What Is Safety?

Safety is not a thing, nor is it an activity in and of itself. At work, people do things that produce results. In construction, workers work, which results in an outcome (work completed). If they work effectively and efficiently, they are productive. If they follow prescribed methods or practices in their work, it meets expected quality requirements. How they go about performing the work may injure them. This would indicate that task design, task demand, make ready, communication and information, production goals, exposure, and risk assessment, as well as operational planning of the activities, all play a significant role in the prevention of injuries.

Some of the fundamental elements of management are planning, organizing, directing, staffing, and controlling. If a construction operation is to function at a high level of safety performance, the operational plan must take into account the risk of injury. The organization must address the sequencing and execution of the work and potential exposures. Workers should be provided with the information and resources to enable them to safely perform the tasks. Management should provide proper guidance (direction) to ensure effective practices. Management should make proper worker selection and assignments that place the "right" worker in the "right" work situation. Management must ensure that it is overseeing the practices and procedures (control) performance to ensure the "right" outcome.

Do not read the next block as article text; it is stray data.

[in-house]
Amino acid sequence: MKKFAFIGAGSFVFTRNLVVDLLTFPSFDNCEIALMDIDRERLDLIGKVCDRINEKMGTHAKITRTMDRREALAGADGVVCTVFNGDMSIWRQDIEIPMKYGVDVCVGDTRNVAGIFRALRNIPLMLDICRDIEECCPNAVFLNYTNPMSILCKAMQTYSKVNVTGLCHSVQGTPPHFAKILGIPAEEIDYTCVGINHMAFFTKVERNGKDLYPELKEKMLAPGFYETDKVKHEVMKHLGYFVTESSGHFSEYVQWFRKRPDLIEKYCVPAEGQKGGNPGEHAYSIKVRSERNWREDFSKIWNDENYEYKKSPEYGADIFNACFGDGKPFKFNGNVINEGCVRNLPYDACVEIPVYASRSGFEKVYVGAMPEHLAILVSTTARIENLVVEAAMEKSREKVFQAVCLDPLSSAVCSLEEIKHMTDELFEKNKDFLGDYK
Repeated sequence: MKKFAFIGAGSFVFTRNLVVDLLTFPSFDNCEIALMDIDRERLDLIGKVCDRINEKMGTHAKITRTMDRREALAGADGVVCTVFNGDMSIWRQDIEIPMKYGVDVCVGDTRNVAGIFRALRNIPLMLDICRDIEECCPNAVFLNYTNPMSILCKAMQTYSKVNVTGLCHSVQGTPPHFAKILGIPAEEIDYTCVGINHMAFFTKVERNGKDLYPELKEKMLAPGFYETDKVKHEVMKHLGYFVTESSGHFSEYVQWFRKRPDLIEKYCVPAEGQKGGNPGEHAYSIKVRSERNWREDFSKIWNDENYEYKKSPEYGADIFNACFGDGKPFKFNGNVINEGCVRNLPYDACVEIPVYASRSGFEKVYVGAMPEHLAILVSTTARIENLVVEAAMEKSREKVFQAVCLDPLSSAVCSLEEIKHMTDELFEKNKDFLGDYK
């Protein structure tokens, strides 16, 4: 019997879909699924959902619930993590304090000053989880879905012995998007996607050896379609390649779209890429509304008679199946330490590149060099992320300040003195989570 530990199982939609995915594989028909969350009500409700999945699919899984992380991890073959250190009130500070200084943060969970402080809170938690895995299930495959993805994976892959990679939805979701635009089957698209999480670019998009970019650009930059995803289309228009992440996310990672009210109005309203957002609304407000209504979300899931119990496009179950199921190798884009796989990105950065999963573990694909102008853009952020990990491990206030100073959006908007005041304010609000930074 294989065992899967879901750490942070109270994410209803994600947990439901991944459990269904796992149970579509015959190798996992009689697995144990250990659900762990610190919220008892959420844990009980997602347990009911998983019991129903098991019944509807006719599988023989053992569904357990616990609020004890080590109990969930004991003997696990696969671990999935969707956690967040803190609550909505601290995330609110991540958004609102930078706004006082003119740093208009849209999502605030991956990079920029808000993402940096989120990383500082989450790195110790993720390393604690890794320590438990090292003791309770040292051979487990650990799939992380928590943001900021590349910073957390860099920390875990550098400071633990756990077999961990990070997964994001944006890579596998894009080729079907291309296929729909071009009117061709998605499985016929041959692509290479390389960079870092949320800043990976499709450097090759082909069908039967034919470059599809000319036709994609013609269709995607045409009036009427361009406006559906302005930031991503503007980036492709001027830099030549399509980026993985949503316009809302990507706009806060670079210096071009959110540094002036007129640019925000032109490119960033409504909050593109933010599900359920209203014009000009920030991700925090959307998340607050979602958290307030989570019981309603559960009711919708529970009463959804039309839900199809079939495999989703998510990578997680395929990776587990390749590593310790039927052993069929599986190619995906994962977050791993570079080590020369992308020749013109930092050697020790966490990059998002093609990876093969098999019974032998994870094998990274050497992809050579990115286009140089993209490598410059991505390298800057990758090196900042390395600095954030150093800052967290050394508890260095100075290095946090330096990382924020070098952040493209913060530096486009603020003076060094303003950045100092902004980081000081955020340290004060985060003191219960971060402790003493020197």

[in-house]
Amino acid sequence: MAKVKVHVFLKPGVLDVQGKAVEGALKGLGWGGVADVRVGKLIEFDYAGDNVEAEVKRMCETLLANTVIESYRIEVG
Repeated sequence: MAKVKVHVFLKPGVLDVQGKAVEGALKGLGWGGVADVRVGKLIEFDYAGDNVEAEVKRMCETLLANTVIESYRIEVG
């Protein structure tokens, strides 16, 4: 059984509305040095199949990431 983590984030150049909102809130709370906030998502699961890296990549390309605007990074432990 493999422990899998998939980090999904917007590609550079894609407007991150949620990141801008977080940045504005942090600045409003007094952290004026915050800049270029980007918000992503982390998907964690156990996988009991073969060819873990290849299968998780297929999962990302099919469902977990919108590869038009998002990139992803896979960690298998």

This may not totally remove all the risk of injury, but it is guaranteed to significantly improve performance (productivity and efficiency), reduce waste (rework), improve safety, and increase profitability as a result.

Opinions expressed in Expert Commentary articles are those of the author and are not necessarily held by the author's employer or IRMI. Expert Commentary articles and other IRMI Online content do not purport to provide legal, accounting, or other professional advice or opinion. If such advice is needed, consult with your attorney, accountant, or other qualified adviser.

Like This Article?

IRMI Update

Dive into thought-provoking industry commentary every other week, including links to free articles from industry experts. Discover practical risk management tips, insight on important case law and be the first to receive important news regarding IRMI products and events.

Learn More